More To Come

While we were unable to complete our work with FCAT ahead of NVIDIA’s embargo, we wanted to provide an article that at least gives a brief overview of FCAT, as FCAT is in many ways itself part two of a process we started yesterday with our article and analysis of stuttering on AMD cards.

FCAT, we believe, is the next evolution of frame interval benchmarking. Where FRAPS' coarse nature does not suffice, FCAT provides a clear picture of what’s happening at the end of the rendering pipeline, giving us for the first time an automated, quantitative look at frame intervals, stuttering, and more. To be clear it is by no means a perfect tool, but as we have taken the time to lay out yesterday and today, compared to the beginning of the rendering pipeline, it is the end of the rendering pipeline that is more meaningful both for quantitative analysis, and ultimately for the users.

Speaking more directly however, FCAT is quite simply the frame interval analysis tool we have long wanted. It is the tool that will enable us to analyze stuttering, micro-stuttering, and more, in a manner consistent with our benchmarking methods and core beliefs in the scientific method. It’s exceedingly rare that we say this, but we haven’t been this excited by a new benchmarking tool in a very long time.

Wrapping things up, we will be following up this article next week with part 2 in our look at FCAT. In part 2 we will go into further detail about how to analyze the results FCAT generates, and what we’re finding across a range of video cards and games, both in single-GPU and multi-GPU configurations. So until then, stay tuned.

Enter FCAT
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  • Dribble - Wednesday, March 27, 2013 - link

    No tech report have something very similar to what is described above with the colour bars - it's what detected the runt frames that afflict xfire. The nvidia tool looks like a more professional complete solution, but tech report did it first. Reply
  • Klimax - Thursday, March 28, 2013 - link

    You will still need FRAPS like tools, because FCAT won't see some problems and changes in pipeline. Reply
  • Hrel - Wednesday, March 27, 2013 - link

    making it a simple an effective tool - and*
    it can only do at the start of the rendering pipeline - it can only do so* at the...
    Reply
  • Taracta - Wednesday, March 27, 2013 - link

    A color bar can hold a whole lot of information. From my reasoning, it might be possible to timestamp each line in a frame, but let's not get that detailed. How about just timestamping each frame and coding the information in the overlay. Each 24-bit pixel of the overlay is 3 bytes of information. An overlay at about 10 pixels wide would give 30 bytes of information on each line. This should be enough to timestamp the frame from were FRAPS would get its information to be compared with the time of what come out at the end of the pipeline. Why wouldn't this be possible? Reply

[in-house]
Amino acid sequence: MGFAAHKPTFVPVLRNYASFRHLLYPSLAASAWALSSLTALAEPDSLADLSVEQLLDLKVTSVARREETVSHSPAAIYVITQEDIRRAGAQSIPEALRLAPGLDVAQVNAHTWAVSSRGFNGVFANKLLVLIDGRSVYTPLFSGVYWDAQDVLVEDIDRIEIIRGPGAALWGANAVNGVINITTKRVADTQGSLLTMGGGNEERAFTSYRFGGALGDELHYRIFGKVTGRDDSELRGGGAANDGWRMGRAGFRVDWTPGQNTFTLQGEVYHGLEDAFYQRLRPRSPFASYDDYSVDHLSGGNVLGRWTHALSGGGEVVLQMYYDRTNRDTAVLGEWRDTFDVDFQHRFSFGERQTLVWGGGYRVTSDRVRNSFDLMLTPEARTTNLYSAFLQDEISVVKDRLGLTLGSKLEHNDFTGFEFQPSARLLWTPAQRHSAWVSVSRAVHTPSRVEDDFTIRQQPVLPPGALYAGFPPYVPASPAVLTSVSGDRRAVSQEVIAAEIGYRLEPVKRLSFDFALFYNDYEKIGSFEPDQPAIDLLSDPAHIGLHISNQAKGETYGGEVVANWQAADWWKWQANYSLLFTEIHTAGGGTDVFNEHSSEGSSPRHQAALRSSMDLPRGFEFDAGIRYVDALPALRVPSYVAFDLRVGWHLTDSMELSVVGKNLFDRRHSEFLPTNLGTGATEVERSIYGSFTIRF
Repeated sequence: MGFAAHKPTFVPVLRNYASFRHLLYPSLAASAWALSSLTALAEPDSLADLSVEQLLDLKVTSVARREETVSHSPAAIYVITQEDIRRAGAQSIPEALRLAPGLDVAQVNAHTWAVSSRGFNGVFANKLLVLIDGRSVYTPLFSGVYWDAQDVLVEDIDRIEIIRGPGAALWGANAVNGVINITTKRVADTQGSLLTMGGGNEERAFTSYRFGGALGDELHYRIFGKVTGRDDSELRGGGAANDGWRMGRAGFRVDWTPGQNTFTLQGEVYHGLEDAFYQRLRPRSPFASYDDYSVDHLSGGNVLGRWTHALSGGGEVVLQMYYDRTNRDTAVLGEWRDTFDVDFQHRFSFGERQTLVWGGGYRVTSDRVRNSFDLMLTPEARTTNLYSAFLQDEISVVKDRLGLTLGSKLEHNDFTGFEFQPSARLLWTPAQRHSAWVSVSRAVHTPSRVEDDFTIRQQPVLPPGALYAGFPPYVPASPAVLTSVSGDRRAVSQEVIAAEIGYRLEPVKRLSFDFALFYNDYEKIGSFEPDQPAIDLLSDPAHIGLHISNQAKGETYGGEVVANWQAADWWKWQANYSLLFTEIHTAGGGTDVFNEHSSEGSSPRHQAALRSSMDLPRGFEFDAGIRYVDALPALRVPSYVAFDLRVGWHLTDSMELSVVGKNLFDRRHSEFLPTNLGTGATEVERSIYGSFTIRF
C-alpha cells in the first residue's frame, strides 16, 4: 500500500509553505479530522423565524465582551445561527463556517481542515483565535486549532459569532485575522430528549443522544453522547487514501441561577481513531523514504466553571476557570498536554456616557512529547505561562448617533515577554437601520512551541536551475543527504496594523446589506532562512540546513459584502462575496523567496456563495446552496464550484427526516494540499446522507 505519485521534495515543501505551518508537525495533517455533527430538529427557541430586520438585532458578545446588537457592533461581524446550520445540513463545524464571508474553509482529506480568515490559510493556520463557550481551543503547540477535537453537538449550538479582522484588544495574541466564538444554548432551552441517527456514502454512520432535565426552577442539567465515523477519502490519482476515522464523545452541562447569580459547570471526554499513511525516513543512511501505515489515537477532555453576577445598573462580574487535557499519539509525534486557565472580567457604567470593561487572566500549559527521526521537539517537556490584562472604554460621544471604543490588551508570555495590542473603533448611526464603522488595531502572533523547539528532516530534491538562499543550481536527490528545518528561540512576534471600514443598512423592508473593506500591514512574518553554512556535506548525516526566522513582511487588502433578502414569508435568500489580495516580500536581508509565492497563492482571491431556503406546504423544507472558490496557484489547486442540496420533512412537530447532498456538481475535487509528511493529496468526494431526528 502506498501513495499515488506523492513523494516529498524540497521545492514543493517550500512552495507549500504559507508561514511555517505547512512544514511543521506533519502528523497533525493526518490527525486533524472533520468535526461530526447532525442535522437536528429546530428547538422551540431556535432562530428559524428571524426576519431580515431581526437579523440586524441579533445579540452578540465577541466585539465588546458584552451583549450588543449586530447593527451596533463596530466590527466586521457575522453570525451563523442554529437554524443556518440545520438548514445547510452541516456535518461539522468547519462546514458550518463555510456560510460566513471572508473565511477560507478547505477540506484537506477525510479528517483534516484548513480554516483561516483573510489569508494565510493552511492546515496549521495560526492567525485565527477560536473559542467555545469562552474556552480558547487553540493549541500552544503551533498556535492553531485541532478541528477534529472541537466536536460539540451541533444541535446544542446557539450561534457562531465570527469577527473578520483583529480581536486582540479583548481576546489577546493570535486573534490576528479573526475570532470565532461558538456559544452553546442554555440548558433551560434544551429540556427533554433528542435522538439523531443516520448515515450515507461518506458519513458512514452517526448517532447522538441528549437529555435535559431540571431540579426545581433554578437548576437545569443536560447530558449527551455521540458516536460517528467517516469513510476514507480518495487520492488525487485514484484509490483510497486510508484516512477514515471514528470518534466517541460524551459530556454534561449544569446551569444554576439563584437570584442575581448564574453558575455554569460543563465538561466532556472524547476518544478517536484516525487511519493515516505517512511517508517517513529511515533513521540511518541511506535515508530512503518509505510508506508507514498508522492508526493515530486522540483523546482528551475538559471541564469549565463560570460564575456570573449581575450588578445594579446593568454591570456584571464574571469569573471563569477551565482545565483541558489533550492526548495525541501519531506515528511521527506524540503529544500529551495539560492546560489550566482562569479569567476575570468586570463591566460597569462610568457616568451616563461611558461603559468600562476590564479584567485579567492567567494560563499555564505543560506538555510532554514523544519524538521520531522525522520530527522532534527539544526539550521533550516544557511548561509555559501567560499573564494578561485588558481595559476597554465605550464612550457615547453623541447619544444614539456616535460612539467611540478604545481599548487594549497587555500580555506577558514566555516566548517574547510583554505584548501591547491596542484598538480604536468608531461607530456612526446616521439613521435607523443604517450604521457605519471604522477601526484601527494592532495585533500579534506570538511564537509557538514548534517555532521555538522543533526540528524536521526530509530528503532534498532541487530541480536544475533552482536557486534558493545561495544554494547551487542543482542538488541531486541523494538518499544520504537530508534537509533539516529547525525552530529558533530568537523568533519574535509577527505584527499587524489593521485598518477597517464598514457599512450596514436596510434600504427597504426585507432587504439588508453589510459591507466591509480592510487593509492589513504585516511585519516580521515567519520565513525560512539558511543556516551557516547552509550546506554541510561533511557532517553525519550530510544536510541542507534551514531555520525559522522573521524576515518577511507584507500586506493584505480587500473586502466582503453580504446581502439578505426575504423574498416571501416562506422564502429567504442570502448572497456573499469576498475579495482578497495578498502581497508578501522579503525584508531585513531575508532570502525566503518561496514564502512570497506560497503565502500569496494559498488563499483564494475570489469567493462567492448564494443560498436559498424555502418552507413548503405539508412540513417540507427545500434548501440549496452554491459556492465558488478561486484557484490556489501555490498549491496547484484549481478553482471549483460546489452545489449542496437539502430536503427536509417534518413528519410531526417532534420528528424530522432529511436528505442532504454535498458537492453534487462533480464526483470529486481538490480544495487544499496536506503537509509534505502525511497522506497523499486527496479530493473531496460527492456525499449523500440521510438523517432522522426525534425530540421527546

• Rythan - Wednesday, March 27, 2013 - link

    Agreed. Ideally, you'd write a frame number and timestamp on each line of the overlay (as FRAPS/FCAT does), and separately transmit the frame number and timestamp to the video capture system (a simple 32-bit GPIO interface would do). This would tell you everything about latency, stutter, and dropped frames from the PRESENT call to the montior. Reply
  • Ryan Smith - Wednesday, March 27, 2013 - link

    Unfortunately that won't work. The timestamp needs to be generated at the moment the simulation state finalized, before the draw calls are sent off. Present is too late, particularly because a pipeline stall means that Present may come well after the simulation state has been finalized. Reply
  • Taracta - Wednesday, March 27, 2013 - link

    The whole issue is not the simulation state but what happens between Present and your Display. The accuracy of what is being stimulated is not what the beanchmark is about (it would be nice to have a benchmark for that) but to measure the frame latency introduced by the graphics pipeline. Reply
  • shtldr - Thursday, March 28, 2013 - link

    At least the game/benchmark could encode the simulation time when it calls "present" and the capture analysis tool could then discover fluctuations in the time difference between simulation time and shown-on-the-screen time. Ideally, such a difference should be constant all the time, leading to a perfectly smooth rendering of the simulation. This is what someone has already pointed out earlier in the comments. Reply
  • arbiter9605 - Wednesday, April 17, 2013 - link

    i might be off, Like how frap's puts in its overlay of fps, dxframe overlay, puts the color on each frame in same way so colors are on each frame that through drivers, gpu, directx etc. Reply
  • toyotabedzrock - Wednesday, March 27, 2013 - link

    Why can't they just send back a signal when the buffer swap happens? It seems that drawing more stuff on the screen adds a delay to rendering. Reply

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